Read on to our series of detailed instructions as to light sources, contrast and lightness levels and handling of sem-transparency.
Diffused light is key
Another necessary feature of light for glass photography is its diffusion. Apart from source control, you should make sure that you use soft light. Paper diffusion panels are a simple way to get there but there will be dedicated black light diffusers on sale in photography stores.
Soft light will help you to avoid overburns in places where the light reflects in the object. Dispensing of the overburn effect in the photo is crucial to control the contrast and lightness levels of your photographs. And once a photo is shot badly, it will be difficult to make up in post-processing.
Do all you can to have diffused light!
Method 1: Backlight only
The easiest way to light a glass product for e-commerce photography is to use backlight only. This will ensure good levels of transparency and show the basic shape outline.
Items of more complex shapes, say fancy perfume or whisky bottles, may be more demanding and the backlight only option may turn out not enough. This is because complex construction throws more shadows and creates areas where light does not reach. Still, it is not advised to light directly from the front.
But don’t worry, by switching to our next method, this issue can be eliminated!
Method 2: Fill lights at the sides
Items like glossy porcelain or complex glassware will need additional lighting to preserve the balance between the lighted and dark areas. Side lighting will serve to underline the shape, while subtle backlight will be responsible for showing transparency and building contrast.
Color can be managed by adjusting the strength of backlight and sidelight. The content of a sparkling wine glass will benefit from careful lighting: the golden hue of the liquid (backlight), the shiny glass (fill light) and the multiple silver bubbles need to be captured with the use of black light diffusers at the sides.
Method 3: Spot light for products with labels
Products in glass often carry labels. A white wine bottle is a perfect example here. As labels block the backlight, they may turn out significantly darker than the surrounding reflective surface and thus contrast levels in the photo can be imbalanced. How, then, should we fully illuminate items so varied?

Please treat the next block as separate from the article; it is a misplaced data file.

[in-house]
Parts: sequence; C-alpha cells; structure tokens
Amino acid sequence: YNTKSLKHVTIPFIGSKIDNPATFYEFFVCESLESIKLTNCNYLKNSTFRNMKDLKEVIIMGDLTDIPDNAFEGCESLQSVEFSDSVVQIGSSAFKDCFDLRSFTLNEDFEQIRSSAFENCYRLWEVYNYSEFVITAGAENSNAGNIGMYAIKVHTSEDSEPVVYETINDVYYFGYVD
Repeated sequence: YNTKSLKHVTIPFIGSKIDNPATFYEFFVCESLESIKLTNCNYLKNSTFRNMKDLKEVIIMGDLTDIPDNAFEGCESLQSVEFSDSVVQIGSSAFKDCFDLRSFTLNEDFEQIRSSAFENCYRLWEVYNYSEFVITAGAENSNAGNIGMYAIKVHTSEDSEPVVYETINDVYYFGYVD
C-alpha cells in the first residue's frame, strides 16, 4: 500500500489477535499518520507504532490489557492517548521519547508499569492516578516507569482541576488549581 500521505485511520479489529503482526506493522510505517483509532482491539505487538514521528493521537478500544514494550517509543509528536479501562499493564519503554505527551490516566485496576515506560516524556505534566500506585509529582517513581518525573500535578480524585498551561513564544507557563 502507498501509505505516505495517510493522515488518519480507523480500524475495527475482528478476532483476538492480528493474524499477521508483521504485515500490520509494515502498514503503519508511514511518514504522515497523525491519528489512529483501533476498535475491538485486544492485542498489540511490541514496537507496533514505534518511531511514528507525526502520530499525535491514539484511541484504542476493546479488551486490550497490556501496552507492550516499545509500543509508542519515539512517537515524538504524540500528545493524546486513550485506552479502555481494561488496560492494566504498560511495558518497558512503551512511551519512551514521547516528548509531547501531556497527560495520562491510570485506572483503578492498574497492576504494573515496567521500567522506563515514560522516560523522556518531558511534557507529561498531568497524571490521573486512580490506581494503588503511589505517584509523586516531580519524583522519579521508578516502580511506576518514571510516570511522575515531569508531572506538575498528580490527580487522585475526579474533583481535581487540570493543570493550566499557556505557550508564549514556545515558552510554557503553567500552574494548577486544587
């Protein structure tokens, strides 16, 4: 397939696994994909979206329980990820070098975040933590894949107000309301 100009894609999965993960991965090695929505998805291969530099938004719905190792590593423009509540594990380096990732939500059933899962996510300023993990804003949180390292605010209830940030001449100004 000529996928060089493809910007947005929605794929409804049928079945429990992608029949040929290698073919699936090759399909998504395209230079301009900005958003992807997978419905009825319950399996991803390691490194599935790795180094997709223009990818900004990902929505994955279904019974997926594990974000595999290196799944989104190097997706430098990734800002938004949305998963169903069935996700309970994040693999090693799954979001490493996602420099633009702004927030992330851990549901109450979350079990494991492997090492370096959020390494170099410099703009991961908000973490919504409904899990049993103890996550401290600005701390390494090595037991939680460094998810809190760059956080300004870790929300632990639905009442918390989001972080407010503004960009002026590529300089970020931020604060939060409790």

The solution is found in adding spotlights directed at the labels. They will be the missing light source and the necessary lightness-levelers. At the same time black light diffusers will create contrast at the glass edges, which will render the desired sharpness effect with white background in product photos.
Camera settings for photographing glass objects
Transparent product photography does not require settings much different from generic product photography. The game is more about lighting than choosing the right camera settings approach. Once you learn the basic setup in the manual mode there won’t be any other methods.
First, you would choose a rather high aperture to achieve a reasonable depth of field. Aim at figures around f/14 and do not go towards the maximum of the lens. All lens producers have indicated that the best sharpness parameter is reached at mid-range values of the aperture.
Second, the ISO parameter should be kept as low as possible. Values over ISO 200 lead to unnecessary noise in the final image, even though they allow for shorter shutter speeds.
Third and final, you need to adjust the shutter speed to the two above parameters. If it turns out that it should be longer than 1/40 s, remember to use a tripod to avoid blur in your photos. Your object is not moving and thus shutter speed does not play as high a role as in e.g. sports photography.
White balance properly regulated with a manual process (described in this video) will help you to render the colors properly. Do coordinate the light color temperature of your light source with the white balance setting in your camera and your resulting photos will be faithful to real colors.
Photography of semi-transparent products
Transparent products need to be lighted from the back to avoid their turning out “blurred and milky” in the final photos. But what should we do with semi-transparent products where some milkiness is required?